Effective polysulfide trapping polar interlayer for high rate Li-S batteries

TitleEffective polysulfide trapping polar interlayer for high rate Li-S batteries
Publication TypeJournal Article
Year of Publication2019
AuthorsKaruppiah, S, Kalimuthu, B, Nazrulla, MAzeezulla, Krishnamurty, S, Nallathamby, K
JournalJournal of Materials Chemistry A
Date PublishedAPR
Type of ArticleArticle

A microporous and polymeric C3N4 framework (CNF), when exploited as an interlayer and as a cathode host in Li-S batteries, demonstrates significantly improved electrochemical behavior with a special relevance to high rate applications up to 5C. A CNF obtained through a template free synthesis approach and activated with KOH is endowed with a high specific surface area of 1000 m(2) g(-1), a desirable nitrogen content (13%) to ensure polarity and a microporous architecture, required to increase the accommodation capability of discharge products. The difference in electronegativity between C and N in CNFs combats in a major way the shuttling of lithium polysulfides (LIPSs) and ensures the realization of increased LIPS binding sites due to the presence of pyridinic nitrogen. Furthermore, a CNF driven change in the molecular configuration of adsorbed LIPSs leads to the uniform distribution and sequestration of discharge products. Similarly, micropores and the polymeric nature of CNFs facilitate the effective confinement of LIPSs and ably accommodate the volume changes (through the formation of Li2S upon discharge) respectively, especially when a microporous CNF interlayer is involved in the Li-S assembly. In particular, a CNF with 60 wt% sulfur loading, otherwise represented as CNFS-60, when exploited as a cathode in combination with the deployment of a CNF interlayer exhibits appreciable capacity values of 500 and 400 mA h g(-1) at 3 and 5C respectively. Furthermore, the combination of the CNF interlayer and cathode demonstrates a steady state discharge capacity of 437 mA h g(-1) at 1C rate up to 300 cycles, without any significant capacity loss. The involvement of chemical interaction of the CNF with lithium polysulfides is demonstrated using density functional theory calculations. Hence, the effective trapping and the subsequent localization of migrating LIPSs arising from the strong chemical interaction of the CNF with soluble LIPSs and the advantages of high concentration of accessible pyridinic nitrogen sites to the LIPS adsorption in improving the electrochemical behavior of the Li-S system could be understood. This new CNF based interlayer provides a promising approach and ample scope for its implementation in futuristic Li-S batteries.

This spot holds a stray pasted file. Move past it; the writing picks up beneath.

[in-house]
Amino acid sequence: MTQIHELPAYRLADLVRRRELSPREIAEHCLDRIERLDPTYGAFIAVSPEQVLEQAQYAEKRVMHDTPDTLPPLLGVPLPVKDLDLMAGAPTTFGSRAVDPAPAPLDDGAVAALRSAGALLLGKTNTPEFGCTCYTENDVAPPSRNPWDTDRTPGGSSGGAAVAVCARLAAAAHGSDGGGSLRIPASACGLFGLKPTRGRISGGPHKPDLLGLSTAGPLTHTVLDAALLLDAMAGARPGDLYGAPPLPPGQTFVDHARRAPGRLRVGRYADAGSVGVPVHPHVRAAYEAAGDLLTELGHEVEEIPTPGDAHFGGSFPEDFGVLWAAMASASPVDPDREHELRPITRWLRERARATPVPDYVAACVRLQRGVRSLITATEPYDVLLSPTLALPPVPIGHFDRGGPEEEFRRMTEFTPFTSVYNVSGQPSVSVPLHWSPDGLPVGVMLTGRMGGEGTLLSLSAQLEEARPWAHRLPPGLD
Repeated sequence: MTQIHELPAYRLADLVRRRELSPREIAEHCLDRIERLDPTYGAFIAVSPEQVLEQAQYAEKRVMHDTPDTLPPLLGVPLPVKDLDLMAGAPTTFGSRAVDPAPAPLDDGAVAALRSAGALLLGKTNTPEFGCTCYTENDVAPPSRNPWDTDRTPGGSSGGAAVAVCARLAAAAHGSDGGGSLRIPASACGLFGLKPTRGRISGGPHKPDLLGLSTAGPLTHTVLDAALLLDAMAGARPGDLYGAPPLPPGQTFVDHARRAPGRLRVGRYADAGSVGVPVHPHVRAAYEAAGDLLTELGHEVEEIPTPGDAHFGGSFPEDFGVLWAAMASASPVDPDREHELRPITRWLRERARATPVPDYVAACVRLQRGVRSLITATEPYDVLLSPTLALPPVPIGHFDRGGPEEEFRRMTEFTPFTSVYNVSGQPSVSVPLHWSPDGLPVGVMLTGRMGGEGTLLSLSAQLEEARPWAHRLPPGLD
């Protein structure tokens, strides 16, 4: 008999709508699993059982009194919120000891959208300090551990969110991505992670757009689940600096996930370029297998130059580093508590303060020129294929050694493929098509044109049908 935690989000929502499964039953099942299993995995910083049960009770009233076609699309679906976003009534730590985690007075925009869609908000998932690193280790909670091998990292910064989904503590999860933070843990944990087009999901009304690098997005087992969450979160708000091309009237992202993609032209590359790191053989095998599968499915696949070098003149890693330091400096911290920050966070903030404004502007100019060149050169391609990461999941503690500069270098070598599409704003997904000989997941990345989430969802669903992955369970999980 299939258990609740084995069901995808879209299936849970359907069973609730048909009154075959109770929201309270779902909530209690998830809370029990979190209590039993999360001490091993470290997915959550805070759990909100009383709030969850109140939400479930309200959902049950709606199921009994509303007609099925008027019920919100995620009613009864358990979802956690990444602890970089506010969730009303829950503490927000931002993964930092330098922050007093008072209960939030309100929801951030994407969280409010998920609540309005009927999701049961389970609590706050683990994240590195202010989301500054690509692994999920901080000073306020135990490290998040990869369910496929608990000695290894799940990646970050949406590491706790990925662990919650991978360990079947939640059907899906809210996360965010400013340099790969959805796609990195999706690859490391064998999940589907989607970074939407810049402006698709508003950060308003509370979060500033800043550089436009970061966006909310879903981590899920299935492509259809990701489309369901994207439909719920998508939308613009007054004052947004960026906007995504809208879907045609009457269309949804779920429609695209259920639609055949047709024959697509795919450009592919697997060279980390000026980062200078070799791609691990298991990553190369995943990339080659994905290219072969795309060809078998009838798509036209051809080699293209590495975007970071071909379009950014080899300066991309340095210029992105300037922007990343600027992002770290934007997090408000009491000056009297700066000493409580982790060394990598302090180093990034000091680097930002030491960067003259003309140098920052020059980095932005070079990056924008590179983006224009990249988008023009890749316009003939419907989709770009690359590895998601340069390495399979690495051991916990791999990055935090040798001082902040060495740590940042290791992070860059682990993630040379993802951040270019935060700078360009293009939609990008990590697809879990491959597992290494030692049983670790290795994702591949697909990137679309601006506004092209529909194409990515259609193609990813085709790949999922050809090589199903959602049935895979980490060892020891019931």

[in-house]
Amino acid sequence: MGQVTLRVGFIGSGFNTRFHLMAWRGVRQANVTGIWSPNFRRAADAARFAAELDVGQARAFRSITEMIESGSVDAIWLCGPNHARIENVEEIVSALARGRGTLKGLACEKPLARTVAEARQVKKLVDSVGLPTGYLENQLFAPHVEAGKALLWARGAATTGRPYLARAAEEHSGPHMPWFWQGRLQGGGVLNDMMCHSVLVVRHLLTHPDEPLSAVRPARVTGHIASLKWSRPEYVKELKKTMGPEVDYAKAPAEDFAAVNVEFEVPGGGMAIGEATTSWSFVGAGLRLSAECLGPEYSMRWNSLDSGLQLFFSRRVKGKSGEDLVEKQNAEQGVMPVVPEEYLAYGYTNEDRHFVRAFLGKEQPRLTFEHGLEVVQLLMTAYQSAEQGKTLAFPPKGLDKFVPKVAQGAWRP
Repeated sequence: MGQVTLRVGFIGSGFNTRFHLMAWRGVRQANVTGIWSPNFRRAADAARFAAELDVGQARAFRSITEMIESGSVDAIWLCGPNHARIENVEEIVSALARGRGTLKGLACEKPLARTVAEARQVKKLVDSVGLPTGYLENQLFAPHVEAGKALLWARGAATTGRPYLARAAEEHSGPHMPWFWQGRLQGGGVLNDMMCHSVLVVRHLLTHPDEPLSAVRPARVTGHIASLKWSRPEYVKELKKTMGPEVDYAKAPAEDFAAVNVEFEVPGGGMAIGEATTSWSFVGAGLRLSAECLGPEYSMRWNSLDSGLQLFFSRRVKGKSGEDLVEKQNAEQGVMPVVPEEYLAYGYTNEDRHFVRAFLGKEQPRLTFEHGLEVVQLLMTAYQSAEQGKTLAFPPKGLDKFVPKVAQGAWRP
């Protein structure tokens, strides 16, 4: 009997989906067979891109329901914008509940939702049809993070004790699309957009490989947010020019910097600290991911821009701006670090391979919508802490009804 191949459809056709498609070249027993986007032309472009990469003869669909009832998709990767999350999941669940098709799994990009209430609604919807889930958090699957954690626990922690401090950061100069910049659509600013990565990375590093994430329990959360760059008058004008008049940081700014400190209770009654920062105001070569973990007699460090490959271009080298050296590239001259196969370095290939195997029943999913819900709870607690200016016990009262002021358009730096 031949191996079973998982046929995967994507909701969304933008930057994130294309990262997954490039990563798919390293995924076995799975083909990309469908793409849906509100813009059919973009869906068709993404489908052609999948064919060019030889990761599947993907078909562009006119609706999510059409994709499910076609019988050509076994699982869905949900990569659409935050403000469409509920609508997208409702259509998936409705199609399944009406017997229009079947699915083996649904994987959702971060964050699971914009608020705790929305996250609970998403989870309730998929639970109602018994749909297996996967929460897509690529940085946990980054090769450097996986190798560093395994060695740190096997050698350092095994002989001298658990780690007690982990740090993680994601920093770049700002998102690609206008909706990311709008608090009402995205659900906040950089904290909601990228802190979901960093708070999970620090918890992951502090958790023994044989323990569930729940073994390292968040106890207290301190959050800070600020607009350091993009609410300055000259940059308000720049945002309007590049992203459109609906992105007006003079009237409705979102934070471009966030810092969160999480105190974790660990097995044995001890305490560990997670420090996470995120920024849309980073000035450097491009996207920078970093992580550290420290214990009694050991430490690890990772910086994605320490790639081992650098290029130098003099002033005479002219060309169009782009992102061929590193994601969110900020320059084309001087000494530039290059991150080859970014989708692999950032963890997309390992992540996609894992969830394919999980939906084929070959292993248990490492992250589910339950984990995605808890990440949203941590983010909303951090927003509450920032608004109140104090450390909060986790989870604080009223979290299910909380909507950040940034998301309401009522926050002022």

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Physical and Materials Chemistry